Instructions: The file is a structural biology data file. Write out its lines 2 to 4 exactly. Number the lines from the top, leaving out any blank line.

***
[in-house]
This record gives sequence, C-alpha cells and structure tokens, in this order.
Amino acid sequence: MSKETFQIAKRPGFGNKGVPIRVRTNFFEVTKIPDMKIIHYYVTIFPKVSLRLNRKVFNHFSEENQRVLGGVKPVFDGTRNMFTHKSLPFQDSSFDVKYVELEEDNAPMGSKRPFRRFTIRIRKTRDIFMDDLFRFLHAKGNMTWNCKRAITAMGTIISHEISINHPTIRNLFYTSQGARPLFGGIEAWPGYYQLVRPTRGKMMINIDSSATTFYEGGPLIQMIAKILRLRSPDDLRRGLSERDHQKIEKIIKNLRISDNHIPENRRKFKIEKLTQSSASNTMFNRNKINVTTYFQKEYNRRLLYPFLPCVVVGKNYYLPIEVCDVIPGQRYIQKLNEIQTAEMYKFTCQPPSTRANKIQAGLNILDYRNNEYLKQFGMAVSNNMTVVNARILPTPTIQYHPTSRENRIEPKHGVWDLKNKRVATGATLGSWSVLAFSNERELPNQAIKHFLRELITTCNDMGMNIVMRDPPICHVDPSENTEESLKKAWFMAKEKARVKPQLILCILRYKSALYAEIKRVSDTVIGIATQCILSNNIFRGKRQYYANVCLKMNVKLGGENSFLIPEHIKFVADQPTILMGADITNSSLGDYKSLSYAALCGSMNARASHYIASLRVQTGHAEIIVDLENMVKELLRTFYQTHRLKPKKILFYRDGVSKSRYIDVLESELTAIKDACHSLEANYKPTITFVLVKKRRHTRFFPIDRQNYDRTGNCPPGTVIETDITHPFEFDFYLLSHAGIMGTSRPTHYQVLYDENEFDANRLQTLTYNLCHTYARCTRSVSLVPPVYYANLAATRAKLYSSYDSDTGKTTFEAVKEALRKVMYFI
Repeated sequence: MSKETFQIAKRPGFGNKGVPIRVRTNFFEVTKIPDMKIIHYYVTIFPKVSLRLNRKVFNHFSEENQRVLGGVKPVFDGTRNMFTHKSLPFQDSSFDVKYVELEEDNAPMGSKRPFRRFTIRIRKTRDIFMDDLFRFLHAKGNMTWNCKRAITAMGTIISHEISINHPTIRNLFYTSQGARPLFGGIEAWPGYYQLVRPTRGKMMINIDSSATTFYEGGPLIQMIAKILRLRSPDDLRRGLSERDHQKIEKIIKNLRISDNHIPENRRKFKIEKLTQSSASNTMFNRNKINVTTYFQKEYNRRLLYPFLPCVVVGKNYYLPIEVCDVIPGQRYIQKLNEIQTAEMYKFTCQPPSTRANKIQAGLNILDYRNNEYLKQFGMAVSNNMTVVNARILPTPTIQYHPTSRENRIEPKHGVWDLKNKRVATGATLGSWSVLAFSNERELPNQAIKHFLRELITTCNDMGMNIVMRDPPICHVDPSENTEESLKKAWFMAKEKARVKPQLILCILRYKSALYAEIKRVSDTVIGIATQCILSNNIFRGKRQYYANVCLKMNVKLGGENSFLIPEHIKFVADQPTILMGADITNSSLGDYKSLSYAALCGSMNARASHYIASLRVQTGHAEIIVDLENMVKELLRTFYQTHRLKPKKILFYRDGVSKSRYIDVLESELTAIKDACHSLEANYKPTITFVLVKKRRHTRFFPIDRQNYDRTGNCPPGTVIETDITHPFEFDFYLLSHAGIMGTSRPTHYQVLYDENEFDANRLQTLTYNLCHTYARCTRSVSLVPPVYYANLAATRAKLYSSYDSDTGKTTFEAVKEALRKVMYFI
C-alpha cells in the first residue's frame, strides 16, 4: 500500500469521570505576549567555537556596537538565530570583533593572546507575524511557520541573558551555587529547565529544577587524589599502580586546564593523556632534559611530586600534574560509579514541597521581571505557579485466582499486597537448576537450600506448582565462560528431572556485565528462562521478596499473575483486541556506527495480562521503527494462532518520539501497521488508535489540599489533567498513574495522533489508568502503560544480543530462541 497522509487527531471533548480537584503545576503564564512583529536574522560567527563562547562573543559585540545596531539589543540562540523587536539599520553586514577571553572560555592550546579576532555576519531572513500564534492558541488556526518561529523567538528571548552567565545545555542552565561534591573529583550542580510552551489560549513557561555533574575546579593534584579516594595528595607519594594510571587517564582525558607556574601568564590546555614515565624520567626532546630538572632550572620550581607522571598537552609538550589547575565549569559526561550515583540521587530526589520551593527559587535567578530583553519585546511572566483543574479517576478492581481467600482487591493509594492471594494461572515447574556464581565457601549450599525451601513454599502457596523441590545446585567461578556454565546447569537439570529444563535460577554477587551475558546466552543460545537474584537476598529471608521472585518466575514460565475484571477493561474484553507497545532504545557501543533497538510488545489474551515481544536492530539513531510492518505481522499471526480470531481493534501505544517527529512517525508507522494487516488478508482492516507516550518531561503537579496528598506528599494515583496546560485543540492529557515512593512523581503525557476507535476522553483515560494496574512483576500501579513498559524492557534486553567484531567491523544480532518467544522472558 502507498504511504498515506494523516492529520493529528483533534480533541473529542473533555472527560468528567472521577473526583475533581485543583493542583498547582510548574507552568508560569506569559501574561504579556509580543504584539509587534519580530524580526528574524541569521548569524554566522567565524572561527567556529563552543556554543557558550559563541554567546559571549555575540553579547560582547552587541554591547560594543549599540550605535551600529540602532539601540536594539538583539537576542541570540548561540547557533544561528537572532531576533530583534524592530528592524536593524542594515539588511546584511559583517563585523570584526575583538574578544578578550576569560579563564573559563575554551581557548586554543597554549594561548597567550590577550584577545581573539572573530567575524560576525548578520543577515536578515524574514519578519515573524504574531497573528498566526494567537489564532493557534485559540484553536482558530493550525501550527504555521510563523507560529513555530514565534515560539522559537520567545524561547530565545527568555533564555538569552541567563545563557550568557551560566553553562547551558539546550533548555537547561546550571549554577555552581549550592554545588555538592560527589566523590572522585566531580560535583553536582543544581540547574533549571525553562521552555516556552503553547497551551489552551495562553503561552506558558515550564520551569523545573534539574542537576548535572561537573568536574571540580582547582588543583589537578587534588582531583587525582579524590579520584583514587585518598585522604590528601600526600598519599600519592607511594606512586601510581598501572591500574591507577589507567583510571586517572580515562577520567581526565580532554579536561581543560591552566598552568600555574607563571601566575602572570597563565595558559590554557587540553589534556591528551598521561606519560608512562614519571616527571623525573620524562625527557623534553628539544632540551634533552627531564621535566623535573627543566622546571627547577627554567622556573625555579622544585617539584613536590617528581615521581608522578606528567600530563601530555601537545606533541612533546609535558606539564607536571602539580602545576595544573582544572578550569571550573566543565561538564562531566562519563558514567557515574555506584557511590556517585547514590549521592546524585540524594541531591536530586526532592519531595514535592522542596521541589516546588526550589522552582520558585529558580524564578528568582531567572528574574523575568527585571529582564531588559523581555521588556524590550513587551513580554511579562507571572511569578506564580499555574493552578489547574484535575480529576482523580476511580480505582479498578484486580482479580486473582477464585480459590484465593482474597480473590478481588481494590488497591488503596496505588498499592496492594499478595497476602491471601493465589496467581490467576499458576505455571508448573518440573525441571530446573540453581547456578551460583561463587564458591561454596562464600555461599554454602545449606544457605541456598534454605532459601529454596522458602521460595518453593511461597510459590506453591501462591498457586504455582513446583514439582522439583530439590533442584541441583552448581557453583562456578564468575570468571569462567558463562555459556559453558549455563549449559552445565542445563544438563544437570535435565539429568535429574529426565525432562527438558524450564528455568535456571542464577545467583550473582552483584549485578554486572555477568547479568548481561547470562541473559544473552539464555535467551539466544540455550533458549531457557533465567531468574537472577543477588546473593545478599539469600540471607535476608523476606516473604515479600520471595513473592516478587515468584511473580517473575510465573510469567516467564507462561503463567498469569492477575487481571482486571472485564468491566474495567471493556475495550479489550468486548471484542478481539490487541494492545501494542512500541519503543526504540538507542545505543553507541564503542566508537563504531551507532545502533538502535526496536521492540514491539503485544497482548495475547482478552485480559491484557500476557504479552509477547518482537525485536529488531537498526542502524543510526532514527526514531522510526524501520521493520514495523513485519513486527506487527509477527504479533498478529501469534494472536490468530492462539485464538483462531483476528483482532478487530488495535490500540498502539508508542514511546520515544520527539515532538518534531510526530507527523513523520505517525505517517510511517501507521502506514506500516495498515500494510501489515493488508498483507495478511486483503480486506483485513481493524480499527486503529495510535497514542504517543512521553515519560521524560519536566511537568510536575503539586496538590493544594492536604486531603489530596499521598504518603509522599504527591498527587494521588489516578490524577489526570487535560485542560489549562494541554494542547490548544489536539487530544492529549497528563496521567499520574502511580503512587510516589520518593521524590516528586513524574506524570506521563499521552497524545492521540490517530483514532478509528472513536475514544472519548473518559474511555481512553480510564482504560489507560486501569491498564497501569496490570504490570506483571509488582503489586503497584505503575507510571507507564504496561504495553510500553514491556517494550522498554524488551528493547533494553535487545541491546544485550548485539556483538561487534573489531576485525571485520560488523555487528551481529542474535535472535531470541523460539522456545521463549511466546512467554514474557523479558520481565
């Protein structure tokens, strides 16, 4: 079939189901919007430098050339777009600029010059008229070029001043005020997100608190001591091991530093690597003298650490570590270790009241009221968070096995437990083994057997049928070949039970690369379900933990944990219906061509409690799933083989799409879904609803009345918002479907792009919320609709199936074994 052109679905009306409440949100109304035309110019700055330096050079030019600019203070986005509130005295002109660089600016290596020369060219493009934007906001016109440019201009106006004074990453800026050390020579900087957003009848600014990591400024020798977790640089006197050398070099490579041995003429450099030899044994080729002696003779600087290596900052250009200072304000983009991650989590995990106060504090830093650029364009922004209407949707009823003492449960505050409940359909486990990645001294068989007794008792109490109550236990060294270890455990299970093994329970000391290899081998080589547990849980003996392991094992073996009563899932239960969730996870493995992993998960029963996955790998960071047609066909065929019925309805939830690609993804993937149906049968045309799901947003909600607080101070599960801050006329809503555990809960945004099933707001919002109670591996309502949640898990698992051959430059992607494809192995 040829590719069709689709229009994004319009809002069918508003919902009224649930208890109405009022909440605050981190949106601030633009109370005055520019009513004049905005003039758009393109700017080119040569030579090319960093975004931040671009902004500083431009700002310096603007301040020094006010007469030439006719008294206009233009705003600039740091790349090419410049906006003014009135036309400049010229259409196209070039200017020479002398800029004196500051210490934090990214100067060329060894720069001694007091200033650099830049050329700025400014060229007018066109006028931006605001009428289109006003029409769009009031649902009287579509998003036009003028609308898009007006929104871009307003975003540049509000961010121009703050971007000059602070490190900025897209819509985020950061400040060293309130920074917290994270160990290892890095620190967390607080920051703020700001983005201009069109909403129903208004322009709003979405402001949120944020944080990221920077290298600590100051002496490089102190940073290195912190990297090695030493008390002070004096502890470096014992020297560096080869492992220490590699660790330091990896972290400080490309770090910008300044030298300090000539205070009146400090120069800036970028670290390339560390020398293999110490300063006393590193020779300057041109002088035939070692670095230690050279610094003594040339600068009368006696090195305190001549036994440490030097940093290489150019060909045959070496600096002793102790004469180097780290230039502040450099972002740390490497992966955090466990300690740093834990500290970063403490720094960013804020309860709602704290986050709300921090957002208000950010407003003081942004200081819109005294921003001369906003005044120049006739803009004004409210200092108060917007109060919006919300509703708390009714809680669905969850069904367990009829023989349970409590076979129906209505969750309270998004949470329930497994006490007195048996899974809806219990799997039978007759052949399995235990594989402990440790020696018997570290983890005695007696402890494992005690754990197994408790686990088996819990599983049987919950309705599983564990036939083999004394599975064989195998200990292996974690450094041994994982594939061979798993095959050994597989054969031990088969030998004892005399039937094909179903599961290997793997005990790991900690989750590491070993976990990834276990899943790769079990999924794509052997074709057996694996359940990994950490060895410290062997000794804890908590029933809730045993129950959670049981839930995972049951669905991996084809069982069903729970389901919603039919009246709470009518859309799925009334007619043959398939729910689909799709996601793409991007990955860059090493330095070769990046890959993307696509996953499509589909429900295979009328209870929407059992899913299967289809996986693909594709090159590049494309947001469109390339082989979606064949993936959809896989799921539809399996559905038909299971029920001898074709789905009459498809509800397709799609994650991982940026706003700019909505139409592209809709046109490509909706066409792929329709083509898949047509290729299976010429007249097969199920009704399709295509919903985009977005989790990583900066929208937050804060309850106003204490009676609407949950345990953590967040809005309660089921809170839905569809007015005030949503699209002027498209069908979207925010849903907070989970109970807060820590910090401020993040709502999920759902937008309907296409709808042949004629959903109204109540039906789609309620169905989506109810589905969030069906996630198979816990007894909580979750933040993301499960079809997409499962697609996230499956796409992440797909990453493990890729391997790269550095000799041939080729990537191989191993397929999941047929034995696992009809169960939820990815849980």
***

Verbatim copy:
This record gives sequence, C-alpha cells and structure tokens, in this order.
Amino acid sequence: MSKETFQIAKRPGFGNKGVPIRVRTNFFEVTKIPDMKIIHYYVTIFPKVSLRLNRKVFNHFSEENQRVLGGVKPVFDGTRNMFTHKSLPFQDSSFDVKYVELEEDNAPMGSKRPFRRFTIRIRKTRDIFMDDLFRFLHAKGNMTWNCKRAITAMGTIISHEISINHPTIRNLFYTSQGARPLFGGIEAWPGYYQLVRPTRGKMMINIDSSATTFYEGGPLIQMIAKILRLRSPDDLRRGLSERDHQKIEKIIKNLRISDNHIPENRRKFKIEKLTQSSASNTMFNRNKINVTTYFQKEYNRRLLYPFLPCVVVGKNYYLPIEVCDVIPGQRYIQKLNEIQTAEMYKFTCQPPSTRANKIQAGLNILDYRNNEYLKQFGMAVSNNMTVVNARILPTPTIQYHPTSRENRIEPKHGVWDLKNKRVATGATLGSWSVLAFSNERELPNQAIKHFLRELITTCNDMGMNIVMRDPPICHVDPSENTEESLKKAWFMAKEKARVKPQLILCILRYKSALYAEIKRVSDTVIGIATQCILSNNIFRGKRQYYANVCLKMNVKLGGENSFLIPEHIKFVADQPTILMGADITNSSLGDYKSLSYAALCGSMNARASHYIASLRVQTGHAEIIVDLENMVKELLRTFYQTHRLKPKKILFYRDGVSKSRYIDVLESELTAIKDACHSLEANYKPTITFVLVKKRRHTRFFPIDRQNYDRTGNCPPGTVIETDITHPFEFDFYLLSHAGIMGTSRPTHYQVLYDENEFDANRLQTLTYNLCHTYARCTRSVSLVPPVYYANLAATRAKLYSSYDSDTGKTTFEAVKEALRKVMYFI
Repeated sequence: MSKETFQIAKRPGFGNKGVPIRVRTNFFEVTKIPDMKIIHYYVTIFPKVSLRLNRKVFNHFSEENQRVLGGVKPVFDGTRNMFTHKSLPFQDSSFDVKYVELEEDNAPMGSKRPFRRFTIRIRKTRDIFMDDLFRFLHAKGNMTWNCKRAITAMGTIISHEISINHPTIRNLFYTSQGARPLFGGIEAWPGYYQLVRPTRGKMMINIDSSATTFYEGGPLIQMIAKILRLRSPDDLRRGLSERDHQKIEKIIKNLRISDNHIPENRRKFKIEKLTQSSASNTMFNRNKINVTTYFQKEYNRRLLYPFLPCVVVGKNYYLPIEVCDVIPGQRYIQKLNEIQTAEMYKFTCQPPSTRANKIQAGLNILDYRNNEYLKQFGMAVSNNMTVVNARILPTPTIQYHPTSRENRIEPKHGVWDLKNKRVATGATLGSWSVLAFSNERELPNQAIKHFLRELITTCNDMGMNIVMRDPPICHVDPSENTEESLKKAWFMAKEKARVKPQLILCILRYKSALYAEIKRVSDTVIGIATQCILSNNIFRGKRQYYANVCLKMNVKLGGENSFLIPEHIKFVADQPTILMGADITNSSLGDYKSLSYAALCGSMNARASHYIASLRVQTGHAEIIVDLENMVKELLRTFYQTHRLKPKKILFYRDGVSKSRYIDVLESELTAIKDACHSLEANYKPTITFVLVKKRRHTRFFPIDRQNYDRTGNCPPGTVIETDITHPFEFDFYLLSHAGIMGTSRPTHYQVLYDENEFDANRLQTLTYNLCHTYARCTRSVSLVPPVYYANLAATRAKLYSSYDSDTGKTTFEAVKEALRKVMYFI